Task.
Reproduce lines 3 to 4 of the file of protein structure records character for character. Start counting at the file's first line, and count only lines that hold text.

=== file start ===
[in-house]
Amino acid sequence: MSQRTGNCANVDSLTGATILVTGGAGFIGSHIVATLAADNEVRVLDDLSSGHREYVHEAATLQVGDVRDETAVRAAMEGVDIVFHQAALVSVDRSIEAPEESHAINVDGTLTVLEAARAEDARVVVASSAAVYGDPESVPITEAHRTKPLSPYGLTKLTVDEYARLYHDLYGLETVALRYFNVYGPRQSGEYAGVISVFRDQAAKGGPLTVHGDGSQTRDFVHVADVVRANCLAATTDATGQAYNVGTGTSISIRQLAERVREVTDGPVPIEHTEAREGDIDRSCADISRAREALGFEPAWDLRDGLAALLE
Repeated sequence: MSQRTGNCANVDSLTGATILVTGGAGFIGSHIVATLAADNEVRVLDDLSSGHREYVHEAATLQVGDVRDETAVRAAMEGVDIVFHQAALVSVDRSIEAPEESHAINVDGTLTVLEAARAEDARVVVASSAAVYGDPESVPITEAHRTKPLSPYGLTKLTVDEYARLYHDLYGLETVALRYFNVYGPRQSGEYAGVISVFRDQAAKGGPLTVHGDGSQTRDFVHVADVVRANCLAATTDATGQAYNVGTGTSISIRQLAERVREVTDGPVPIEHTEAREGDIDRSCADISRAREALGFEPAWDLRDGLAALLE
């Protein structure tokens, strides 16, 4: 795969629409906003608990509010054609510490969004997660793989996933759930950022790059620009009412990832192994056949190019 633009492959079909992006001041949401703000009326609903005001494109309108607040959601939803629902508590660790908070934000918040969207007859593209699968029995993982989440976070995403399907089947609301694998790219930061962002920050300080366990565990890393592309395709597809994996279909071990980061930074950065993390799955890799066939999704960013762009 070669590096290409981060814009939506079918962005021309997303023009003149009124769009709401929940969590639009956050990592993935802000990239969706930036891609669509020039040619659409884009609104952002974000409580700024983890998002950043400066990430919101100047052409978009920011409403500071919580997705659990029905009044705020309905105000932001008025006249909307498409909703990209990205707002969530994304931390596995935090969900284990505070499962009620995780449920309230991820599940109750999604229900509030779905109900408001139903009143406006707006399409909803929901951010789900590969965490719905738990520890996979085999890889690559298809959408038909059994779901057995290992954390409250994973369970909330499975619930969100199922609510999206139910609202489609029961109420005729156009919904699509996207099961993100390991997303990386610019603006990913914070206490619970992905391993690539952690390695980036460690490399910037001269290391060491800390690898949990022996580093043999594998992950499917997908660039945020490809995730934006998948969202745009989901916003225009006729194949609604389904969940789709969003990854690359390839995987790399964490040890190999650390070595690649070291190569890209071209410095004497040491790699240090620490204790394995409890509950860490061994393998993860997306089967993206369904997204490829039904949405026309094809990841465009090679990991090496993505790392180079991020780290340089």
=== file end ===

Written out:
Repeated sequence: MSQRTGNCANVDSLTGATILVTGGAGFIGSHIVATLAADNEVRVLDDLSSGHREYVHEAATLQVGDVRDETAVRAAMEGVDIVFHQAALVSVDRSIEAPEESHAINVDGTLTVLEAARAEDARVVVASSAAVYGDPESVPITEAHRTKPLSPYGLTKLTVDEYARLYHDLYGLETVALRYFNVYGPRQSGEYAGVISVFRDQAAKGGPLTVHGDGSQTRDFVHVADVVRANCLAATTDATGQAYNVGTGTSISIRQLAERVREVTDGPVPIEHTEAREGDIDRSCADISRAREALGFEPAWDLRDGLAALLE
């Protein structure tokens, strides 16, 4: 795969629409906003608990509010054609510490969004997660793989996933759930950022790059620009009412990832192994056949190019 633009492959079909992006001041949401703000009326609903005001494109309108607040959601939803629902508590660790908070934000918040969207007859593209699968029995993982989440976070995403399907089947609301694998790219930061962002920050300080366990565990890393592309395709597809994996279909071990980061930074950065993390799955890799066939999704960013762009 070669590096290409981060814009939506079918962005021309997303023009003149009124769009709401929940969590639009956050990592993935802000990239969706930036891609669509020039040619659409884009609104952002974000409580700024983890998002950043400066990430919101100047052409978009920011409403500071919580997705659990029905009044705020309905105000932001008025006249909307498409909703990209990205707002969530994304931390596995935090969900284990505070499962009620995780449920309230991820599940109750999604229900509030779905109900408001139903009143406006707006399409909803929901951010789900590969965490719905738990520890996979085999890889690559298809959408038909059994779901057995290992954390409250994973369970909330499975619930969100199922609510999206139910609202489609029961109420005729156009919904699509996207099961993100390991997303990386610019603006990913914070206490619970992905391993690539952690390695980036460690490399910037001269290391060491800390690898949990022996580093043999594998992950499917997908660039945020490809995730934006998948969202745009989901916003225009006729194949609604389904969940789709969003990854690359390839995987790399964490040890190999650390070595690649070291190569890209071209410095004497040491790699240090620490204790394995409890509950860490061994393998993860997306089967993206369904997204490829039904949405026309094809990841465009090679990991090496993505790392180079991020780290340089």